Sunday, November 20, 2011

dreams caught (5)

you’re with me, but i don’t know you
i should
and i want to
but i can’t place your name or your face
i don’t recognize your smile or the sound of your voice
but the outline of you i know
the essence of who you are
and what you might represent
these i know
i have lived in this dream before
this dream of you and i talking
speaking of familiar and mundane things
as if you are a part of my everyday 
and i am your most trusted companion
but even as i manage to keep 
up my end of the conversation
i am really only thinking about,
who you are
and why you are here
and where you will go when i awake

Friday, November 11, 2011

the other direction

When the fearless step comes calling
You’ll be ready if you listen
To the voice heard in prayer
To a steady invitation
And though times may be hard
And the week behind was painful
He won't ask us to shoulder
A weight too much to carry
I don’t believe in God. Not in the man-in-the-sky kind of way. I don’t believe in one magnificent power who creates and destroys, who determines our fate, judges our rights and wrongs.  It's the practical side of me (which is most of me, actually) that just can't see any one being, no matter how omniscient and supernatural, being able to effectively manage that many people. It's just too big a task.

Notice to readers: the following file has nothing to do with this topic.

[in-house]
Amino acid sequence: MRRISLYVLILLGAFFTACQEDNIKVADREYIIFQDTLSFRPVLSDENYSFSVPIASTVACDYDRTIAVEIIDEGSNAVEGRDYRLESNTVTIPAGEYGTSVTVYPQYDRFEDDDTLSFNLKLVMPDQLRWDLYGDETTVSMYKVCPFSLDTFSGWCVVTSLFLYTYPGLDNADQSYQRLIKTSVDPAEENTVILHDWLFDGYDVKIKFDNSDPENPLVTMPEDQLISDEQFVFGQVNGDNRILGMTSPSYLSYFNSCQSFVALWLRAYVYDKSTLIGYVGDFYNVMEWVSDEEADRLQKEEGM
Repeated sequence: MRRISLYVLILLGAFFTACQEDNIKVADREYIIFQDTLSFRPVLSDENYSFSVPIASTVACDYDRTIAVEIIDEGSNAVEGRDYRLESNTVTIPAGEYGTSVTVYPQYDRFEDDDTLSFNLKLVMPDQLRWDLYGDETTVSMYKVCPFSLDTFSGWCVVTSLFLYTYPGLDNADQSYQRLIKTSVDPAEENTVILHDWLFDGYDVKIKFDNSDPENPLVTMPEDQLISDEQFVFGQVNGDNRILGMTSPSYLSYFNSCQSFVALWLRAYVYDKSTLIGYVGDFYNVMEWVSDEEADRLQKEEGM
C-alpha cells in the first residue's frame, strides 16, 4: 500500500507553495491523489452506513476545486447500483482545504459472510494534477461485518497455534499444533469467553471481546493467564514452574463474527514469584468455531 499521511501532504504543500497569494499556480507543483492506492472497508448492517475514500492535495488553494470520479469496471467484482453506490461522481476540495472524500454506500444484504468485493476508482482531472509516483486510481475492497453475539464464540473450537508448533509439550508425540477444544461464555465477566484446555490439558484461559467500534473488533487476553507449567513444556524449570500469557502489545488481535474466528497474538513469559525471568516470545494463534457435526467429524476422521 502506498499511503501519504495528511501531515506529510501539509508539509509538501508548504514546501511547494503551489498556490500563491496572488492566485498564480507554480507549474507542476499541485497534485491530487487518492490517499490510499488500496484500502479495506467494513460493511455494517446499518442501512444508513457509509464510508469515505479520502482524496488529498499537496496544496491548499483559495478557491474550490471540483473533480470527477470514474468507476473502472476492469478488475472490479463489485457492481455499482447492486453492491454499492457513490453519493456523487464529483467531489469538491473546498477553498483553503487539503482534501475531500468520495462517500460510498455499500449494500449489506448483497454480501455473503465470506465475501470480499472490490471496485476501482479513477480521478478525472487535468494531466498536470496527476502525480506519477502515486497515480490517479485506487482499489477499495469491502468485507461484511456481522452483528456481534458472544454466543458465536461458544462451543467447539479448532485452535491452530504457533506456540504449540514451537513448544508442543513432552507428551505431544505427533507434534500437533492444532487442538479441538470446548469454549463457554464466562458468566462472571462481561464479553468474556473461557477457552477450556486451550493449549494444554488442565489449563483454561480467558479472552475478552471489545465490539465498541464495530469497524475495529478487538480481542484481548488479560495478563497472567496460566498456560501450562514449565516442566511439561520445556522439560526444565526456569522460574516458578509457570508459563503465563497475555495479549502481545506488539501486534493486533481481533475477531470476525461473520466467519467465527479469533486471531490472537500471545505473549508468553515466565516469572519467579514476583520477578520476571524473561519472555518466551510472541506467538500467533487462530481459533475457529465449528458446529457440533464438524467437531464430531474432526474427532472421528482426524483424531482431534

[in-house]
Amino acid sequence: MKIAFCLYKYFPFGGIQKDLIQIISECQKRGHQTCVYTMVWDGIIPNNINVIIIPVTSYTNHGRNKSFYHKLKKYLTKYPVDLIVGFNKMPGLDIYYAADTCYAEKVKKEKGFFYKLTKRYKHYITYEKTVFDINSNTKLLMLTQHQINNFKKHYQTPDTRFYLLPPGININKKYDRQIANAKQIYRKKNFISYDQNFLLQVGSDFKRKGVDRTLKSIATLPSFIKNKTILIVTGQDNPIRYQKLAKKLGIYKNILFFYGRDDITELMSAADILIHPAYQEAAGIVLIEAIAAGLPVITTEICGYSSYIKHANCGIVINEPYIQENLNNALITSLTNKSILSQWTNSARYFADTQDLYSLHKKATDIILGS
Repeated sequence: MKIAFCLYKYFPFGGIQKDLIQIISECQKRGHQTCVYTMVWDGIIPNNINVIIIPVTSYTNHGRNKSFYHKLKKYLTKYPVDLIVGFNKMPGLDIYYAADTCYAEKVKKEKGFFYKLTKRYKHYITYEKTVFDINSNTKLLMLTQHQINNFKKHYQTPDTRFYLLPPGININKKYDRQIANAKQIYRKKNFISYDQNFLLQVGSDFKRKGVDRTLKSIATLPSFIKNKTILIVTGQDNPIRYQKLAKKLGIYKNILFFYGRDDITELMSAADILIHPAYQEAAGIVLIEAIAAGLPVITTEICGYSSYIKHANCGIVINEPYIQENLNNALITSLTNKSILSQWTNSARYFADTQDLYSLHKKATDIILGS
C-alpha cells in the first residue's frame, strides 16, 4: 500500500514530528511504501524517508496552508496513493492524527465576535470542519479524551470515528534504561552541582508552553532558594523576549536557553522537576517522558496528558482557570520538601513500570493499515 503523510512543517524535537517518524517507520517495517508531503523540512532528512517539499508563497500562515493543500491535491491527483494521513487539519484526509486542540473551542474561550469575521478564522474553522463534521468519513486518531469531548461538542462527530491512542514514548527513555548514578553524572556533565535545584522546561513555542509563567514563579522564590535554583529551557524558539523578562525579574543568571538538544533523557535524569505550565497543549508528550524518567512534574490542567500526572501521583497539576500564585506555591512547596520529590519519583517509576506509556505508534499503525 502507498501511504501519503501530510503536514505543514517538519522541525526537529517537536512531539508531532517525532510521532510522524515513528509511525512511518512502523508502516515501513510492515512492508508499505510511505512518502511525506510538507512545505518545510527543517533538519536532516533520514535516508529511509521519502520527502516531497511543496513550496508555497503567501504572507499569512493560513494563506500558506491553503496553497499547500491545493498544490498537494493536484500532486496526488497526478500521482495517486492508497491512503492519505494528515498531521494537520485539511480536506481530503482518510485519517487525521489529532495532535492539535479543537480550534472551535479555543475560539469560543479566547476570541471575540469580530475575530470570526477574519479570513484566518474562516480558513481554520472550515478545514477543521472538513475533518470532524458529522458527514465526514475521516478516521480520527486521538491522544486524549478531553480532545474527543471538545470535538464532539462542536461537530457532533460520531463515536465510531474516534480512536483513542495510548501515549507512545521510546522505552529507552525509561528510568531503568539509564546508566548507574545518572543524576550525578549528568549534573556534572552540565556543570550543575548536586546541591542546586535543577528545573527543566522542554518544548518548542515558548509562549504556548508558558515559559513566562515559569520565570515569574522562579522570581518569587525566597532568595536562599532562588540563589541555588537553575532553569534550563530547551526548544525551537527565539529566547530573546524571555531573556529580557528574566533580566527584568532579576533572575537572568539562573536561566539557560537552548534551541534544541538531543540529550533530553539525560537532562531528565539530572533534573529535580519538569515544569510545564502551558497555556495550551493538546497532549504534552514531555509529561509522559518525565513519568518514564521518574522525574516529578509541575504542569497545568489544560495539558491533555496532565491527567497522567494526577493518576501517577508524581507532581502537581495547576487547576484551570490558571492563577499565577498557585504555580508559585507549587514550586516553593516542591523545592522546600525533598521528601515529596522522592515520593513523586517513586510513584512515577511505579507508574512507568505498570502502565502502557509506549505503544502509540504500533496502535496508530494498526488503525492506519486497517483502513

What I do believe is that there are forces beyond our capacity to understand; we, as a collective human race, haven’t the brain capability yet.  Perhaps those forces reside within us (as the Buddha taught) or perhaps those forces come in various forms (as with Hinduism). Maybe the Native Americans and Wiccans have it right; God exists in nature itself. I can't prove any of it right or wrong, and, after many years of questioning, I've decided not to care about that anymore.  I've reached an agreement with myself to let whatever exists exist. All I'm committing to is the possibility.
I was introduced to spirituality through yoga, which, incidentally I tried begrudgingly simply because of the rumored spirituality. I wanted no part of it. But, as with most things important to the Self, I ended up having no choice. I went because I wanted the exercise, I kept going because I felt something I had never felt before.
Very soon after my first yoga class, I found myself telling the teacher how much I felt myself changing. I couldn’t believe the words that were coming out of my mouth. Very soon after that, I found myself in more intense yoga classes, learning about the Buddha’s teachings and studying mindfulness. And again, I was struck with disbelief at the thoughts in my mind and the words in my mouth. Very soon after that, I found myself in a yoga teacher training. And then another. And now I find myself singing to Krishna and Ganesha everyday, wishing I had learned better how to pray, and wondering if I need to know more fully who or what I should pray to.